For editors, there is nothing more annoying than receiving a press release from a reputable institution after they have published it on their website or after they have shared it on social media platform such as twitter or Facebook.
This is not only irritating, but it is a clear testimony the sender is fighting for cheap popularity or undermines the platforms she or he has sent it to.
Unless your press release is a killer one, breaking news, or a serious matter of national interest, do not be surprised if you don’t find anything in news out lets the next day.
But that is not all. There are some other simple ways, but very important and courteous, to have your press release taken seriously and published or some of it published.
Let’s begin with Don’ts
Don’t Send A PDF. In this era? Why would you send a PDF? Please send a word file to ease the editor’s life. Some Press Releases are even sent as a scanned PDF file. For Christ’s sake, this means an editor has to retype each and every word. Chances are, the editor will drop it in the recycle bid. Unless it is an exclusive or a scoop, otherwise, you have little chances it will find itself in the news items.
Don’t Send An Old File: In this case, an old file is that one which is stale. It has already been published somewhere. Unless you are competing for popularity with media houses, why on earth would you send a press release after publishing it yourself on your website, blog or social media? It is not only irritating, but it is uncivil, impolite, insulting, discourteous, disrespectful, impertinent, impudent, vulgar…you name it. Some day you will miss coverage of an important issue simply because you wanted to be first to publish it before media houses.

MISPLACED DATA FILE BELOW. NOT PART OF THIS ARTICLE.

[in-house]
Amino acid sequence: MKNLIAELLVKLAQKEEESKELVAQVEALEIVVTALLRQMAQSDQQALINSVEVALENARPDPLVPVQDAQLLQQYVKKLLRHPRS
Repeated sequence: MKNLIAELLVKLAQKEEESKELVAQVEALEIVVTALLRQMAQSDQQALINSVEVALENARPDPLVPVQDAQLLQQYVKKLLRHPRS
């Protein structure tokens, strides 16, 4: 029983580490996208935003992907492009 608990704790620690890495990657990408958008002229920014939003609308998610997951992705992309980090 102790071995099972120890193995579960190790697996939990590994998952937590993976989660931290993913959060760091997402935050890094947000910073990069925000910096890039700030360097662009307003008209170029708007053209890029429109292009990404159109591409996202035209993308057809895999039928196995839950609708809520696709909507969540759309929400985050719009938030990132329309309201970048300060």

Don’t Complicate The Press Release: Write simple and short paragraphs. Just get the information across. Do not bombard a press release with fluff and sometimes with long loose quotes. Keep it tight, meaningful and newsworthy to the intended audience and should spark human interest and cause people to want to pay attention.
Let’s go for Dos.
Do Remember the 5 W&H: Who are involved or related to the Press Release? What occurred? What makes this press release worth the time investment to write or read about? What is the purpose of informing? Where is the location the release is written about? Is the location relevant? When? Pay attention to the timing. Why is the press release important? How will it stand a chance to make it to other news items?
Do be brief and precise: The first paragraph should be no more than three sentences maximum. Use the inverted pyramid model. Put the most important information at the top. This will help create a seamless press release. Hey, you writing style is important. A press release should be written differently to appeal to say, a culinary magazines than if it were geared towards food truck companies.
There are many Dos and Don’ts, but those are the ones commonly identified.
Here are two bonuses:
Send a very good photo (s) and with reasonable size. Not too big and not too small.
Once your press release makes it to an outlet’s news items, remember to share it on social media platforms and tag them. Don’t be like a stranger who gets a door opened for them, but simply walks away as if nothing happened. You did not pay for the service, be courteous enough to recognize the kind act. If the news item is misrepresented or misquoted, reach out to the editor for corrections.